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Review #2
By Macaulay Connor

The Girl Who Leaped Through Time 


 In 1967 Japanese writer Yasutaka Tsutsui wrote the third novel of his (ultimately) celebrated oeuvre of works. The novel “Toki o Kakeru Shōjo” (or “The Girl Who Leaped/Ran Through Time”) endured as one of his most popular and has adapted multiple times on film, television and theatre. It examined the tale of a middle school girl – Kazuko Yoshiyama – accidental ability to time travel through a time leaping drug. I include this preamble because Mamoru Hosoda’s The Girl Who Leapt Through Time, though oftentimes – erroneously – referred to as an adaptation of Tsutsui’s novel is, in fact, more of a loose sequel. Makoto, the seventeen year old protagonist of this incarnation, is the niece of the original time-leaper of Tsutsui’s imagination. While at school an unfortunate tumble in an empty classroom leads Makoto to discover a walnut-shaped object which in turn leads to a series of shenanigans….

But shenanigans seem to be a de facto part of Makoto’s life – time leaping or no. I’ve observed a curious tendency of anime films where the characters generally exist in a pronounced state of freneticism and it’s all too applicable to Makoto. “In general, I’m quite cautious” she tells us in an early voice-over, but we’re not given any evidence to support this. She wakes up late, wolfs breakfast, arrives late at school unprepared for a pop-quiz, endures a series of pratfalls (one of them whilst discovering that walnut-shaped object) and in a bizarre shift early in the film seems to be hurtling towards her death when….she leaps back in time. So, raise your hands if an experience like that would send you charging to check yourself into the nearest psychiatric ward for evaluation? In real-life we might spend two hours in a precise Von Trier like character study watching Makoto reeling from the implausibility of the experience. However, like so many protagonists in science fiction films, although Makoto is somewhat taken aback by her ability initial she soon accepts it as something par for course. Her aunt Hosoda, the original leaper, (the only persons she betrays the information to) is the one who significantly gives a name to her ability.

          “You’re leaping through time. Time is irreversible, you know. Which means you were the one who went back in time. It happens to many girls your age.”

It’s a deft trick from the screenwriters. It functions as a dovetail managing to be a sly wink to the original text while explaining away (but not altogether) this bizarre gift. And, at seventeen, and with her penchant for the frenetic Makoto is not too invested in where the gift’s origination. She is content simply using her powers for the mundanities of everyday life – leaping back to pass tests, eat her favourite meal, play karaoke, avoid awkward romantic conversations with a friend – and as the film hurtles past its half way marked its purpose seems assured. The excitable Makoto shall realise that time truly waits for no one and that manoeuvring time for incidental personal gain is only satisfying up to a point. And these things do occur but the how is what intrigues because the film moves from what seems a singular dissertation on coming-of-age machinations to a dissertation on morality amidst a not-quite-fervent love story.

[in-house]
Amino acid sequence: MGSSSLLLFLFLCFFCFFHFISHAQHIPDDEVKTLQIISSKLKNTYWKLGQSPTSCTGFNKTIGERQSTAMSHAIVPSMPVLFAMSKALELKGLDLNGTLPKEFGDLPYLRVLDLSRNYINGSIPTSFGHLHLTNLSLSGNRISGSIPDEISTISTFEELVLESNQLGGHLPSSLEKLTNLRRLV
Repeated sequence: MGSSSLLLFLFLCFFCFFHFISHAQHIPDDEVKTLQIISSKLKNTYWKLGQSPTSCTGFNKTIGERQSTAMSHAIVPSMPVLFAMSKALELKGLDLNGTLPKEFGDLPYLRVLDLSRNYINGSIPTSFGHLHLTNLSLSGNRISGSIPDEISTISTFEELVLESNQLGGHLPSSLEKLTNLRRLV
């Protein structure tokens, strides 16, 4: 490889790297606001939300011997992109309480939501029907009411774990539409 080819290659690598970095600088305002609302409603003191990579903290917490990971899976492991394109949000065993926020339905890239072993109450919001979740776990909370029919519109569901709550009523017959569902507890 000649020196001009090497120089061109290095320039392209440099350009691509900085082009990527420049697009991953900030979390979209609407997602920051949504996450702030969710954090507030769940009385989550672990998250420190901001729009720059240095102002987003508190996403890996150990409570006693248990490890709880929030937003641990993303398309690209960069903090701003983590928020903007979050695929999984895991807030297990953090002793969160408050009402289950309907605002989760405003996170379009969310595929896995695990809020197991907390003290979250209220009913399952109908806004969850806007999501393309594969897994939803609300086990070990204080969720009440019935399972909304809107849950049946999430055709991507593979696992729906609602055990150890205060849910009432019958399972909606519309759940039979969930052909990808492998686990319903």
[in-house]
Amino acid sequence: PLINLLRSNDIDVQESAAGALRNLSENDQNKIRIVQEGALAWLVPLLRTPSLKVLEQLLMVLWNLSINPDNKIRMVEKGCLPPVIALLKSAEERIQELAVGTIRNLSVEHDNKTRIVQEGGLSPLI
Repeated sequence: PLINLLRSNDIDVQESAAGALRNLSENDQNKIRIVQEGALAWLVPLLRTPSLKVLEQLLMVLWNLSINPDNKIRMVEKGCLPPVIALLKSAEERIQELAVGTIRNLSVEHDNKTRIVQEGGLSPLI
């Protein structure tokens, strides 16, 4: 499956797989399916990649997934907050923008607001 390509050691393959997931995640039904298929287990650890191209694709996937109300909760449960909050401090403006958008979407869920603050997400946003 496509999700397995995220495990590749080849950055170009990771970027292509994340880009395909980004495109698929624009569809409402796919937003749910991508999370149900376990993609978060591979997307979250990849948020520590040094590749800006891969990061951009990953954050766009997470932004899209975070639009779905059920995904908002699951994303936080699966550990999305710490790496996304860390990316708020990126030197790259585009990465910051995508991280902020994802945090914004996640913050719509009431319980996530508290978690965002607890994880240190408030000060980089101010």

A truly beautiful shot in the film….

My Aristotle is just the teensiest bit creaky but the way that the final act reveals how the time-leaping occurs and WHY it occurs reeks so much of his belief that true art should focus not on the mundane but on the truly “important” concepts of life. As a pivotal conversation with a true time-leaper just over the one-hour mark unfolds it seems decidedly at odds vibrant playfulness of the first two thirds as it becomes (but briefly) something more didactic. Of course playful vibrancy can be a tool for learning as much as more obtrusive teaching moments but it’s fluidity from liveliness to philosophy which the film does not quite manage to master. The romantic conceit play truer to form because the way it burgeons from the most innocuous of moments to an almost almost heart-wrenching tale of tragic love is indicative of all the hyperbole which comes with typical teenage life and because it merges with the philosophising of the last half hour its overwrought nature becomes less a crutch which the film must overcome and more of a humorous nod to the way that – when a teen – everything seems to be of life-and-death significance (and, admittedly, Makoto does have life and death issues to deal with). And, the love-story angle becomes the gate-way through which the film ultimately meets its initial goal of allowing Makoto to come-of-age making way for nice reiteration of the film’s rather literal title.